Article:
Within a minute or two, I felt silly and embarrassed of those feelings. Stephen and Michael welcomed me as anyone else would welcome a friend into their home, and to this day, it’s one of the more visually-interesting homes I’ve ever seen.
Stephen had undersold how imaginative his lamps were. Perhaps he was being humble, or perhaps he didn’t understand how special his understanding of light really was. Regardless, he was gone a month later, hired away by a home decor company in New York. He’d punched a ticket of his own, from the doldrums of retail to the life of a Big Apple designer.
All told, Stephen was in my life for about two months in total. Looking back, it’s amazing the impact he had on me, first in the friendship we formed, and of course through the simple invitation to share a Sunday afternoon at his home.
Awakening is often about exposure to light, both in the figurative and literal sense. In this more figurative sense, Stephen shed light first on my heart, newly-opened to different experiences, and then on my fears, still very deep-seated and real. This wouldn’t be the last time I had to face up to fear and welcome new people into my life, but it got easier from here on out.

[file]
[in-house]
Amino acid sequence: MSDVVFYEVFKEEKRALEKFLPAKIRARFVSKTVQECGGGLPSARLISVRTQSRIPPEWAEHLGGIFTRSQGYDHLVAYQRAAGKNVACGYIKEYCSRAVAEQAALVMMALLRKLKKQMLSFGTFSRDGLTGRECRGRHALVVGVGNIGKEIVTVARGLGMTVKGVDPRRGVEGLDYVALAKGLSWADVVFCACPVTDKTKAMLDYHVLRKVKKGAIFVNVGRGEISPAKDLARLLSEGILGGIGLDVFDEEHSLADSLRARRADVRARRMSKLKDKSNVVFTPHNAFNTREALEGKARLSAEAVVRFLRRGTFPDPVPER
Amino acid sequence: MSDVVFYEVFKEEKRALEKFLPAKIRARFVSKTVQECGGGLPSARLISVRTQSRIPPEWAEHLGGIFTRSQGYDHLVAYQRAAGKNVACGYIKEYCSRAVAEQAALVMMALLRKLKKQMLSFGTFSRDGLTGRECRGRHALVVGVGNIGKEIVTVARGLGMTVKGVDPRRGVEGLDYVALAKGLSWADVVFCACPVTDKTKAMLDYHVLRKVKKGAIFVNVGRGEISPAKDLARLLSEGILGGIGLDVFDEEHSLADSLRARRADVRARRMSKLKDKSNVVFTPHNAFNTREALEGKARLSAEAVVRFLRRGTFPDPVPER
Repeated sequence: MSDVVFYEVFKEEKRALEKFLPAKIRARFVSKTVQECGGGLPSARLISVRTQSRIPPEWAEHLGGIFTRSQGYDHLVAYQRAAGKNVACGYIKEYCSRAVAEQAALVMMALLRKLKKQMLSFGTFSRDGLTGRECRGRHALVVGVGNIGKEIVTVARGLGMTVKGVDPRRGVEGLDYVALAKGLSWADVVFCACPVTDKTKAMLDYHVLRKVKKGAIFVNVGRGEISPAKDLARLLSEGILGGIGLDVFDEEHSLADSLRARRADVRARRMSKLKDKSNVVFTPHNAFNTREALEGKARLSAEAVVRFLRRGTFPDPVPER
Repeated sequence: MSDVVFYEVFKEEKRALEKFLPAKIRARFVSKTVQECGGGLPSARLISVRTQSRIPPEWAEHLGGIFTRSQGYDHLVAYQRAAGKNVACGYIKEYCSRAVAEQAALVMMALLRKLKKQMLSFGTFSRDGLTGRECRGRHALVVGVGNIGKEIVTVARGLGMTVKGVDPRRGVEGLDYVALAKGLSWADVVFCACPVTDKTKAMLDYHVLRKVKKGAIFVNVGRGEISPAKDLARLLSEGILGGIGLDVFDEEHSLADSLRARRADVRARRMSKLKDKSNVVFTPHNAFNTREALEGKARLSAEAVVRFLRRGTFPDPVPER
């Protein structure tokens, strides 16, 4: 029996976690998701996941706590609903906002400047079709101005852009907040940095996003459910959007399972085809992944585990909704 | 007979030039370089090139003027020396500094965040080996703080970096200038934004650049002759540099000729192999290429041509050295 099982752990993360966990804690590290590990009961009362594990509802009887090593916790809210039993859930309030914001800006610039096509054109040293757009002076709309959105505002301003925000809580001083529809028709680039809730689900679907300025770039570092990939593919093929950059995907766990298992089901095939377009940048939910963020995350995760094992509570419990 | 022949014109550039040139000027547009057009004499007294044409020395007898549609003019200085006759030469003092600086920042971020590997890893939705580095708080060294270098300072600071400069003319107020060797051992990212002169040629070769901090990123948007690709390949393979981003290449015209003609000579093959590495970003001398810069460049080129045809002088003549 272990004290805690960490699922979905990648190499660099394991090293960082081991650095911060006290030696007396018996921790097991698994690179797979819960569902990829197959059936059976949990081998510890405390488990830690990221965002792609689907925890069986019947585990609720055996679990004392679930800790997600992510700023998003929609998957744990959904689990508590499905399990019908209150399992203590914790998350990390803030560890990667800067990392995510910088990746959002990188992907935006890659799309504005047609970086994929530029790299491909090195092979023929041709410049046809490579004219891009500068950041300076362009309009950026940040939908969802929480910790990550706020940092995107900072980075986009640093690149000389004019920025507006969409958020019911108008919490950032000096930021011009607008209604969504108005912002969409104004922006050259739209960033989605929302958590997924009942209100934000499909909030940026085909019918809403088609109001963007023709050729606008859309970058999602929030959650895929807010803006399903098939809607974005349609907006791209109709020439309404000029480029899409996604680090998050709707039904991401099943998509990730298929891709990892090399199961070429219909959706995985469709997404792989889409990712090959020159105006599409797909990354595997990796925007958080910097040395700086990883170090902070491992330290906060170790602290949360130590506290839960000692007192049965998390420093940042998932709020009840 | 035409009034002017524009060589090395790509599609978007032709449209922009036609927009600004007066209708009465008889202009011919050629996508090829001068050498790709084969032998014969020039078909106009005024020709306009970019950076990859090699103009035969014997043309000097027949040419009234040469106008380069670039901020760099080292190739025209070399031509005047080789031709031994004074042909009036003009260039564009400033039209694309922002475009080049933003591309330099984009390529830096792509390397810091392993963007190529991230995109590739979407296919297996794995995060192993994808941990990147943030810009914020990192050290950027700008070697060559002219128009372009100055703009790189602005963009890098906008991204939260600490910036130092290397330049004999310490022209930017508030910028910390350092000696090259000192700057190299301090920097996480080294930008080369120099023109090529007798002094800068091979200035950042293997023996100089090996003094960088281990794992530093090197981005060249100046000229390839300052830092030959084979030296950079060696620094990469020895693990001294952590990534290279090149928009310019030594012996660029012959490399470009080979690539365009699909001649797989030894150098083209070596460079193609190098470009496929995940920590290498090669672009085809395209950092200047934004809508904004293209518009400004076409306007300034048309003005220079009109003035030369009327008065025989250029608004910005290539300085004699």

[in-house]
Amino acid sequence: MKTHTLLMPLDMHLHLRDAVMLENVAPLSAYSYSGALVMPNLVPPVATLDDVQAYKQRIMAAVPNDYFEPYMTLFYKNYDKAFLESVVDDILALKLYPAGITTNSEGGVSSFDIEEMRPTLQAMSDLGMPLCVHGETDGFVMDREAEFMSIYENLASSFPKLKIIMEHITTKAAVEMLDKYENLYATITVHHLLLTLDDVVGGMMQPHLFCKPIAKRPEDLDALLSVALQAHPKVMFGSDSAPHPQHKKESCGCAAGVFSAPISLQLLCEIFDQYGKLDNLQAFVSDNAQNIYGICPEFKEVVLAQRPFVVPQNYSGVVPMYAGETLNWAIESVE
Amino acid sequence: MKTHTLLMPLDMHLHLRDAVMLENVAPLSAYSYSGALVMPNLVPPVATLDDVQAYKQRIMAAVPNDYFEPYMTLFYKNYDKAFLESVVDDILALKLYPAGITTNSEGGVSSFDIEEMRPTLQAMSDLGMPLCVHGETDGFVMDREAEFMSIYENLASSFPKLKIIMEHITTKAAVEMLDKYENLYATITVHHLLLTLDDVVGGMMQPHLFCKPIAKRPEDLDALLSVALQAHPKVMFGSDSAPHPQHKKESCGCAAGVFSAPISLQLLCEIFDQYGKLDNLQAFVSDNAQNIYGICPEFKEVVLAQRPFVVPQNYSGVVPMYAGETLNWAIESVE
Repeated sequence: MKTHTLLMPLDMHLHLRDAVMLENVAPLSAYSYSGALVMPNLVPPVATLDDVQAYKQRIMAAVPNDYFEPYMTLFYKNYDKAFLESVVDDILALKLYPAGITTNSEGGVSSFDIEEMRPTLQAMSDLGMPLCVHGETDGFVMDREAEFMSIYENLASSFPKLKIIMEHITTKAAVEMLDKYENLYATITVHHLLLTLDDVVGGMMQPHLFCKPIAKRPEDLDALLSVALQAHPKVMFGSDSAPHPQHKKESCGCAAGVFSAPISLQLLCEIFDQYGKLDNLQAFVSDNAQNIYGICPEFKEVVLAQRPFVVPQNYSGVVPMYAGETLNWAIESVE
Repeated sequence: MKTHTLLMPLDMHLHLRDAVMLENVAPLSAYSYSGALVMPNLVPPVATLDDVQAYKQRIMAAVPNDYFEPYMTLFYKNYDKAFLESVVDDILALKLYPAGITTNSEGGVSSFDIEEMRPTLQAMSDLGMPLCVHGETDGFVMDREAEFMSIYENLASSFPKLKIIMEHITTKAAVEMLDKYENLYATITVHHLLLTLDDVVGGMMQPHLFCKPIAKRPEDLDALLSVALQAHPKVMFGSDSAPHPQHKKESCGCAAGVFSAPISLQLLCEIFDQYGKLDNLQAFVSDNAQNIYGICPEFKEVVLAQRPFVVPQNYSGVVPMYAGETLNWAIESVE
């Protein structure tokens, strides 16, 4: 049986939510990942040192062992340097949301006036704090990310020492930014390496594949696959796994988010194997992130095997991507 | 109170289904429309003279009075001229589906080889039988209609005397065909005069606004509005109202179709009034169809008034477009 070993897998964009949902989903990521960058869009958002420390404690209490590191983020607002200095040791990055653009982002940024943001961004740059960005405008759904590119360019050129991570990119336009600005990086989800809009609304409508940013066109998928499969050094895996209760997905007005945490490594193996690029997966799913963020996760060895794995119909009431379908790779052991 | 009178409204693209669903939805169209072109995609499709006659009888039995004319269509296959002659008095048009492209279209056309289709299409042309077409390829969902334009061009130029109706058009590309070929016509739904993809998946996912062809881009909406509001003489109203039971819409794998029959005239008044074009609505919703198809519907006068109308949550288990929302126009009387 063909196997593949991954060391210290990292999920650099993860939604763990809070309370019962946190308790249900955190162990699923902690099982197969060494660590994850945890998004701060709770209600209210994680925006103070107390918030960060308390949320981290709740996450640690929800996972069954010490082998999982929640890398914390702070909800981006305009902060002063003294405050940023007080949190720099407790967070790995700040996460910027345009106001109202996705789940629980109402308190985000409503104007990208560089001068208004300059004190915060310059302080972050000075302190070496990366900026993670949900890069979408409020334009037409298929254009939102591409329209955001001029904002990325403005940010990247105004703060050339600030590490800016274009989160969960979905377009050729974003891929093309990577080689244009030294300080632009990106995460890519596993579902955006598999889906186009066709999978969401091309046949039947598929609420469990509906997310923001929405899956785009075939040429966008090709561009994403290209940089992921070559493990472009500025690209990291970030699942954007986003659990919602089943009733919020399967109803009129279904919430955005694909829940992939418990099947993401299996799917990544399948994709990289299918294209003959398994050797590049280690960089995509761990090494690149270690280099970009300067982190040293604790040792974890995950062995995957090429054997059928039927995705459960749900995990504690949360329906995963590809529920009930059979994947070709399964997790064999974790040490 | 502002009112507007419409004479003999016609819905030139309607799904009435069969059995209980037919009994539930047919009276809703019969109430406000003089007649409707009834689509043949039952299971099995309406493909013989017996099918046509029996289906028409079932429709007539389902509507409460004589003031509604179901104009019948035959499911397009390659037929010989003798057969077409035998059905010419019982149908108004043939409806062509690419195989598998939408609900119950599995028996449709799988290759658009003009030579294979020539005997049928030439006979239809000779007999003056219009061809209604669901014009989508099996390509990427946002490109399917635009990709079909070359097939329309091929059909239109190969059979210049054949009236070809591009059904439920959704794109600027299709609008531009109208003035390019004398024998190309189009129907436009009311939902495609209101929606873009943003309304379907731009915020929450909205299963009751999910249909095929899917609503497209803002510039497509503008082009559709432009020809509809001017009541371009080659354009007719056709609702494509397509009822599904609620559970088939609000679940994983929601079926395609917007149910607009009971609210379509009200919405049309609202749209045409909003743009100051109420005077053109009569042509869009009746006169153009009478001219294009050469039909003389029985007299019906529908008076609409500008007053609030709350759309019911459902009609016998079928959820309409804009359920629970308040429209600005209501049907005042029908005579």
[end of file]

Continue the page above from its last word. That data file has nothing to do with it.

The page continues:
Thank you, Stephen. And Michael, too. I hope you’re somewhere, alive and well, being boring and “normal,” now that I understand how virtually none of us qualify with regard to that second adjective.
Brian Castle is the Founder & CEO of Parklife Communications, a full-service content shop serving small and mid-sized companies and larger agencies with a digital marketing focus. Brian is passionate about collaborating with executives and entrepreneurs to help tell their stories to effect positive change.